Joe Lewis – From humble beginnings in London's East End to billionaire insider trader

By John Mercury April 5, 2024

Former Tottenham Hotspur owner Joe Lewis has been sentenced in the US for orchestrating an insider trading scheme.

The 87-year-old British citizen, resident in the Bahamas, learned about public companies after making large investments and tipped off lovers, friends, and two of his private pilots, allowing them to make millions, prosecutors said.

In January, he pleaded guilty to one count of conspiracy to commit securities fraud and two counts of securities fraud, admitting in court he had known he was breaking the law.

Prosecutors said he “believed he was above the law – that he had achieved a level of wealth and stature that relieved him from having to operate by the same rules that apply to everyday investors”.

On Thursday in New York, he was sentenced to three years’ probation and ordered to pay a $5m (£4m) fine.

Tottenham owner Joe Lewis looks on..Barclays Premier League..Tottenham Hotspur v Arsenal..2nd October, 2011. (Cal Sport Media via AP Images)
Pic: AP

East End beginnings

Joe Lewis was born to a Jewish family in the East End of London in February 1937, living above a pub in Bow’s Roman Road.

Mr Lewis left school at 15 to help run his father’s catering business, Tavistock Banqueting.

After starting as a waiter, Mr Lewis oversaw the firm’s expansion into the tourist market, targeting American visitors with “medieval banqueting” experiences at themed restaurants across the West End.

He gave Hard Rock Cafe and Planet Hollywood founder Robert Earl his first job and also boasted the Hanover Grand nightclub as part of his portfolio, where a colleague once described him as a “natural schmoozer”.

In 1979, he sold the business, which made him a multi-millionaire and saw him move to the Bahamas.

The Tavistock Group he founded a few years earlier has since gained more than 200 assets across 13 countries, including Tottenham and the UK pub chain Mitchells & Butlers.

Having ventured into foreign exchange (FX) trading, Mr Lewis’s fortune sky-rocketed in the early 1990s when he allegedly teamed up with US billionaire George Soros to bet the pound would crash out of the European Exchange Rate Mechanism (EERM).

Three years after Black Wednesday increased his wealth, he reportedly did the same by shorting the Mexican Peso.

Joe Lewis in the stands with Tottenham chairman Daniel Levy in 2011
Joe Lewis (centre) in the stands with Tottenham chairman Daniel Levy in 2011. Pic: PA

Spurs takeover from Sir Alan Sugar

In the late 1990s, Lewis took a financial interest in football when his son Charlie and then-protege Daniel Levy founded the English National Investment Company (ENIC).

While Charlie focused on restaurants, Mr Levy was put in charge of football.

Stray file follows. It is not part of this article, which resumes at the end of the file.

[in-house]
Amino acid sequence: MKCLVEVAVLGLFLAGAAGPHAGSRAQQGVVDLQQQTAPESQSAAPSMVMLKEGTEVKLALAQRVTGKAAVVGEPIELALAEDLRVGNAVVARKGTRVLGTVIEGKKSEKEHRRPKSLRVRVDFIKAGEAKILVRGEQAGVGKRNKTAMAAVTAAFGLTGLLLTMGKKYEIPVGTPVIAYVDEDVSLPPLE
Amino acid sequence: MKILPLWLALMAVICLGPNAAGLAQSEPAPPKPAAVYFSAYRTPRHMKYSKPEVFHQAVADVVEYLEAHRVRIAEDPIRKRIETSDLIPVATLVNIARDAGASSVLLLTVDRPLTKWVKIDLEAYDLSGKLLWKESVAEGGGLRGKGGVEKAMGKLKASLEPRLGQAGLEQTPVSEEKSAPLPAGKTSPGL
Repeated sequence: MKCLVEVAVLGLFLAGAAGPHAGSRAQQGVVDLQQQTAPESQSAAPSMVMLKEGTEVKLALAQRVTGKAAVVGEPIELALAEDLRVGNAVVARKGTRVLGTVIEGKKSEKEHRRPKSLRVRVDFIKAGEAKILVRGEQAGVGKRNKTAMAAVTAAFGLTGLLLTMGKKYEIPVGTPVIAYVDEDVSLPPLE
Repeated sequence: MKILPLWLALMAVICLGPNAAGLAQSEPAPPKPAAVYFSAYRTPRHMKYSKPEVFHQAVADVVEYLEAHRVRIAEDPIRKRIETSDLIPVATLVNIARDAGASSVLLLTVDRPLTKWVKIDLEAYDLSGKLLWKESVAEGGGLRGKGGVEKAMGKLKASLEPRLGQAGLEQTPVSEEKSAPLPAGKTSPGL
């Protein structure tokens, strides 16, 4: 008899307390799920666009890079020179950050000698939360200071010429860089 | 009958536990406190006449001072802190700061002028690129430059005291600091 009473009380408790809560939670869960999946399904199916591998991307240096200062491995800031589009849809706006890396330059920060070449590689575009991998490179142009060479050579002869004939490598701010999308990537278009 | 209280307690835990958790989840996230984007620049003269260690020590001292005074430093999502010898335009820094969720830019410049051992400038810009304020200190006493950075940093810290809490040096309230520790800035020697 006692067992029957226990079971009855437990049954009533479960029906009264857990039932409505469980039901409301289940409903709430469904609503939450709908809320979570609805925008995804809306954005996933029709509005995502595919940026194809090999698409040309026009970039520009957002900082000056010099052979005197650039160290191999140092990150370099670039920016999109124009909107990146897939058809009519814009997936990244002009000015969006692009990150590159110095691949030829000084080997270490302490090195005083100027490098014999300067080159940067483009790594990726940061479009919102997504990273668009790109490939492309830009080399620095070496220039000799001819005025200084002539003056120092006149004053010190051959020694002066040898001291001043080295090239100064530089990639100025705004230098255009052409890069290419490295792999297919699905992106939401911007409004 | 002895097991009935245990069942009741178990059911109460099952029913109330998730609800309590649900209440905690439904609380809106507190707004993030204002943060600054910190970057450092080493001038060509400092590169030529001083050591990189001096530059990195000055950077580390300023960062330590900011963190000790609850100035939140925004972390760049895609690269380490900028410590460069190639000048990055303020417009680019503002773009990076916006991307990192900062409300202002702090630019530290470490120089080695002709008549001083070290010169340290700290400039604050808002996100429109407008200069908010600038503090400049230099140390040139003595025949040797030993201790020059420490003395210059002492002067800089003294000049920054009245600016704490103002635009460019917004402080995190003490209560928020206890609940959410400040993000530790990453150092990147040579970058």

Before buying fellow East Ender Sir Alan Sugar’s controlling stake in Spurs for £22m in 2001, the company invested in sides including Slavia Prague, Vicenza, AEK Athens and Rangers.

 Tottenham Hotspur Stadium
The Tottenham Hotspur stadium in north London. Pic: Reuters

ENIC is majority-owned by Joe Lewis through his company Tavistock Group and, after holding a majority stake in Tottenham for more than two decades, his shareholding is now owned by a trust on behalf of his family.

With an estimated net worth of almost £5bn, his other sporting interests are golf and sailing.

He sponsors the Tavistock Cup, counts golfers Tiger Woods and Ernie Els among his friends, and bought a 321ft superyacht called Aviva in 2017.

Aviva III owned by Joe Lewis  moored on the River Thames in central London
Superyacht Aviva owned by Joe Lewis moored on the River Thames in central London

‘Doesn’t like talking to people’

Despite ostentatious levels of wealth, he is reportedly shy. His daughter Vivienne, from his first marriage, once told a newspaper he “doesn’t like to talk to people” because “it aggravates him”.

His nickname “The Boxer” comes only from the similarity between his name and that of American boxing legend Joe Louis.

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He told the New York Times: “One of the rewards of your success is the quiet enjoyment of it. Being on the front page of a newspaper doesn’t allow that.”

His business decisions haven’t always been a success, however.

He suffered up to $1bn (£774m) in losses after US investment bank Bear Stearns collapsed during the financial crisis. His takeover of the prestigious British auction house Christie’s also failed.

More recently his Lake Nona development in Orlando Florida lost a deal with Disney, which would have seen 2,000 employees moved there.

As an art collector, he has acquired works by the likes of Picasso, Matisse, Freud and Bacon.


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